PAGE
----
Sherman: This work has always been bigger than myself so as a chef it has been nice to go into a food business and not have to worry about ego getting in the way. I am just trying to right a wrong. I grew up on the reservation with virtually no healthy food access and today seeing the effects of decades-long of bad diets—like diabetes. And it’s just due to what people have access to and what they’re used to. We want to reach out to educators and the children, so when they grow up they’ll know the difference between traditional food and poverty food. It’s our hope that this non-profit venture will really help us kind of get there by creating our own community of people to help make these visions come to life.

Q: The Indigenous Kitchen was one of the most well-funded Kickstarter restaurants ever. Is there an expected open date yet? Will the food be focused on the indigenous cuisine of the Upper-Midwest?

Sherman: We did a Kickstarter in September [2016], to raise $100,000 for seed money to start the restaurant, and we raised $150,000. That’s how we were in the top five of the most-funded restaurants and the most-backed one for restaurants for. It was nice to see all the support that that was out there.

What we want to do with the restaurant is team up with the non-profit that we’re creating to make a unique space that’s not only a restaurant but also a training center. We want this to be a modern indigenous kitchen, and we have this vision of being able to cook everything by wood fire. We also want to have a lot of green space outside to grow a lot of kind of permaculture foods that we love to utilize and have some test gardens to showcase some of these cool heirloom seed strains that we still have access to.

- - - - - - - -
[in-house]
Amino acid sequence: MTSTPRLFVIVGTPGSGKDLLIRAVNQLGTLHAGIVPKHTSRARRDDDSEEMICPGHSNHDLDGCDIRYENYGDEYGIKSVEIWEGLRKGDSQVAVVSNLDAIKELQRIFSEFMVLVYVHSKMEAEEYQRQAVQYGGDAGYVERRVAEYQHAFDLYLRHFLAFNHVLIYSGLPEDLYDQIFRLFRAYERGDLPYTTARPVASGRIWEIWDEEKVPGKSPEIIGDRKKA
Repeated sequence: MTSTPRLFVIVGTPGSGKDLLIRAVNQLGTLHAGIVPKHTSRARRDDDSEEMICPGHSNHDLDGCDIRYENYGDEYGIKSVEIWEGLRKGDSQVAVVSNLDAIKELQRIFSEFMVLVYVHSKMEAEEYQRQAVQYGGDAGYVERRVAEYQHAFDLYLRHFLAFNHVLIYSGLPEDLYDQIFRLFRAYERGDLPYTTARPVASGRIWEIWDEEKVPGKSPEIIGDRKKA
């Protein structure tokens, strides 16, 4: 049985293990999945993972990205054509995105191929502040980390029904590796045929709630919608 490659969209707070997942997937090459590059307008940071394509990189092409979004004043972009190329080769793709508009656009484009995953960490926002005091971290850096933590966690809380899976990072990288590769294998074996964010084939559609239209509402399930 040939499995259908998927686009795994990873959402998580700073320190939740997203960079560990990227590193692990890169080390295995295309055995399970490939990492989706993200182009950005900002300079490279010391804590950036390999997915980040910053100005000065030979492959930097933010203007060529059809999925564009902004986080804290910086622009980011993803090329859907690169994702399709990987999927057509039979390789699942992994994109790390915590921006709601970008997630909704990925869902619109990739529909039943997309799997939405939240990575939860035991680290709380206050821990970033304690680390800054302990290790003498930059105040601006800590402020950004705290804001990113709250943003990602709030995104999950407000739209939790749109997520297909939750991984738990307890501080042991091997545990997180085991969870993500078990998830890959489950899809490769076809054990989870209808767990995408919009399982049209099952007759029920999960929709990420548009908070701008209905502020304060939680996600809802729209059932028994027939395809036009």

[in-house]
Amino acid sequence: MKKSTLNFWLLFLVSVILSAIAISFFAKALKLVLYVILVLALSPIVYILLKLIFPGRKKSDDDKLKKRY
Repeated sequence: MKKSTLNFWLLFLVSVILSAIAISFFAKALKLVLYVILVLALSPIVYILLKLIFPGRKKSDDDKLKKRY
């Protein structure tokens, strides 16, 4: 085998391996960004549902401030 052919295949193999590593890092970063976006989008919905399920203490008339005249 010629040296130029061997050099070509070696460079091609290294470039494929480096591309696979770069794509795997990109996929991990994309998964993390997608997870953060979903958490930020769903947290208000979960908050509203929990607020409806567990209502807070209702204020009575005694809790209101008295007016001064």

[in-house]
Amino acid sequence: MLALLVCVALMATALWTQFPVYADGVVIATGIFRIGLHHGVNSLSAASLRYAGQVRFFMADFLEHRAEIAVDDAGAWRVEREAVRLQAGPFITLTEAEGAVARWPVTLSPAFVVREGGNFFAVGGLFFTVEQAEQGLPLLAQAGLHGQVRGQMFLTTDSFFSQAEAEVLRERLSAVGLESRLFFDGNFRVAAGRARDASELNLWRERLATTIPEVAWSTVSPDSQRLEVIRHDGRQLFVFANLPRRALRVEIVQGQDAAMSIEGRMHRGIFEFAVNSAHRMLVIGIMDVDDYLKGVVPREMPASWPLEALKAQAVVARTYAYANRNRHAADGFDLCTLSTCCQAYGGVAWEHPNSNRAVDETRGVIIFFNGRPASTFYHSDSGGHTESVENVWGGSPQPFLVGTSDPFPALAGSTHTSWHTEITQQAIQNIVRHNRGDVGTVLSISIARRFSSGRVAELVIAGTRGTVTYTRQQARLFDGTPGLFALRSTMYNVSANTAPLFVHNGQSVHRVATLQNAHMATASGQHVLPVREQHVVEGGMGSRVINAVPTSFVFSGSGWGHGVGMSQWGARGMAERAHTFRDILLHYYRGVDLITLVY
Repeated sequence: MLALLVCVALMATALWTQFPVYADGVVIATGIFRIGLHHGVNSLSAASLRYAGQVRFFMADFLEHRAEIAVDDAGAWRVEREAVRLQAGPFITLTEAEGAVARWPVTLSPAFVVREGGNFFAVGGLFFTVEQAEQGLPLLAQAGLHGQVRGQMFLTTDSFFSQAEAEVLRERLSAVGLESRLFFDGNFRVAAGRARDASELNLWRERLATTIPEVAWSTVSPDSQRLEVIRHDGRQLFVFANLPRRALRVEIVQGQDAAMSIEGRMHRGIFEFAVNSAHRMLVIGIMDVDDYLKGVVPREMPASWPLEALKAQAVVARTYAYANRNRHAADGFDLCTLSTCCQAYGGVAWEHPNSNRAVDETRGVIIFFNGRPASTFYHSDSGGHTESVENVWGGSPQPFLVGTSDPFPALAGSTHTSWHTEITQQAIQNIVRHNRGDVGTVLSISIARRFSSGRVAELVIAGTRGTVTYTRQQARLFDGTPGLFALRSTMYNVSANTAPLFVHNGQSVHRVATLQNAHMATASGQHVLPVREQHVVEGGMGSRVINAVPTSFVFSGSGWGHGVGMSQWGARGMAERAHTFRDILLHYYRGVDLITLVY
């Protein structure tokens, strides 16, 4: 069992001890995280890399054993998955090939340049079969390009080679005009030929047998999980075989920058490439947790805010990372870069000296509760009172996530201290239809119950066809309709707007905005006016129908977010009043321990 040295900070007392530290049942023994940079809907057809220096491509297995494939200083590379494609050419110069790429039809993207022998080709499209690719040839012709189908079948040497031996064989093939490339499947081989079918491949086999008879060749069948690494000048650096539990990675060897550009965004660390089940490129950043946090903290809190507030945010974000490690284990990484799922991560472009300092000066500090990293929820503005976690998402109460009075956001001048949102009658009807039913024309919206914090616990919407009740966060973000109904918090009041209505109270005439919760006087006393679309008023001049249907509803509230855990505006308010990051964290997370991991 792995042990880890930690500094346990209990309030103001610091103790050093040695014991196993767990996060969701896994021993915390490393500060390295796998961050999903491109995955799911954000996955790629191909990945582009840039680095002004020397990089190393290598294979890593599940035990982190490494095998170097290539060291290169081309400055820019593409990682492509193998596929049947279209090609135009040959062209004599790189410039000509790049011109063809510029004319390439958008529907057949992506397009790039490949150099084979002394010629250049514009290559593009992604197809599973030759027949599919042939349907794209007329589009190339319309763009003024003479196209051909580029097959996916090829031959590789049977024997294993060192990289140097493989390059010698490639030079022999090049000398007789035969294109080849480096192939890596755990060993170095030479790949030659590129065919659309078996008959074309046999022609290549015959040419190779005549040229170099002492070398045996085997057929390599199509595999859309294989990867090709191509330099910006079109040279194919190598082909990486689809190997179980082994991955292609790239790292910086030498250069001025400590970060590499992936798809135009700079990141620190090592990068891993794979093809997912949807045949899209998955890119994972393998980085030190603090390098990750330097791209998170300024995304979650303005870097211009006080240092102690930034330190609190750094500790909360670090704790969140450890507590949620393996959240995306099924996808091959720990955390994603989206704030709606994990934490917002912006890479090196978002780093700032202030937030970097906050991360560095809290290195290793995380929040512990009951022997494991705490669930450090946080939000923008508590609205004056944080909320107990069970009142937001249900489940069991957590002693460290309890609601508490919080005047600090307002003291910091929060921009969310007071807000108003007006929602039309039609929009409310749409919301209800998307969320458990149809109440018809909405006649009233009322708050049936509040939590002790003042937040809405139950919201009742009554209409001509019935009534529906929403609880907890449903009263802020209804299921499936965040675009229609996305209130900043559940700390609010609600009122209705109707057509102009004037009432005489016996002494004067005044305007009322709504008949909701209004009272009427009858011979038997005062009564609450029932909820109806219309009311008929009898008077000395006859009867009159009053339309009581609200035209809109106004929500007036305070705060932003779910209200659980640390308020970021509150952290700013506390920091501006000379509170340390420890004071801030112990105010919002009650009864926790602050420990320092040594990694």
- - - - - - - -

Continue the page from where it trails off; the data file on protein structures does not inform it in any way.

We’re hoping that as this restaurant model grows we can help develop smaller units near reservation areas around the country. It’s creating an indigenous infrastructure by bringing together all these partners with indigenous food growers and purveyors and then opening up peoples’ eyes to start thinking about indigenous history. And food is something that we all have in common and is so tangible.

Right now we’re in the midst of looking for locations that might work and then we’ll still need to continue to raise some funds but we’re hoping that doing this with the non-profit will help us move forward.

This interview has been edited and condensed for clarity.

Cedar Maple Tea
Cedar Maple Tea

Serves 6 to 8


  • 8 to 10 cups water
  • 3 6-inch cedar branches

Put the water into a large pot. Break the cedar branches into small chunks and add to the pot. Set the pot over medium-high heat and bring to a boil. Reduce the heat and simmer, tasting after about 10 minutes, until the tea has reached the desired potency. The longer it simmers the stronger it will taste. Remove from the heat and serve warm or chilled.